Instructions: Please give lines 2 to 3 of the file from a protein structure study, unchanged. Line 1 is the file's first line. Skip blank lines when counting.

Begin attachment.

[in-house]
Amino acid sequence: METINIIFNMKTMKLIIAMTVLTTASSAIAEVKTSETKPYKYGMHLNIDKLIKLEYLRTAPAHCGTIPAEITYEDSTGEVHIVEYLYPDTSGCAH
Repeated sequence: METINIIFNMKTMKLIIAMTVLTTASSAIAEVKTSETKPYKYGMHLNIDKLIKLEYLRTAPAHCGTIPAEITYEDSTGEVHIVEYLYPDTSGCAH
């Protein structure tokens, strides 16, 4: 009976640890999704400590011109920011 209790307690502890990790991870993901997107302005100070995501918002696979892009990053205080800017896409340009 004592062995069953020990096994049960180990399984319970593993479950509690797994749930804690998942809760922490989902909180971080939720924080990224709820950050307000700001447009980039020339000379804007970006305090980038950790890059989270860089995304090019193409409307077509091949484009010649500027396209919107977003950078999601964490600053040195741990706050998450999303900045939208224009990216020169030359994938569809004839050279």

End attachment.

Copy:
Amino acid sequence: METINIIFNMKTMKLIIAMTVLTTASSAIAEVKTSETKPYKYGMHLNIDKLIKLEYLRTAPAHCGTIPAEITYEDSTGEVHIVEYLYPDTSGCAH
Repeated sequence: METINIIFNMKTMKLIIAMTVLTTASSAIAEVKTSETKPYKYGMHLNIDKLIKLEYLRTAPAHCGTIPAEITYEDSTGEVHIVEYLYPDTSGCAH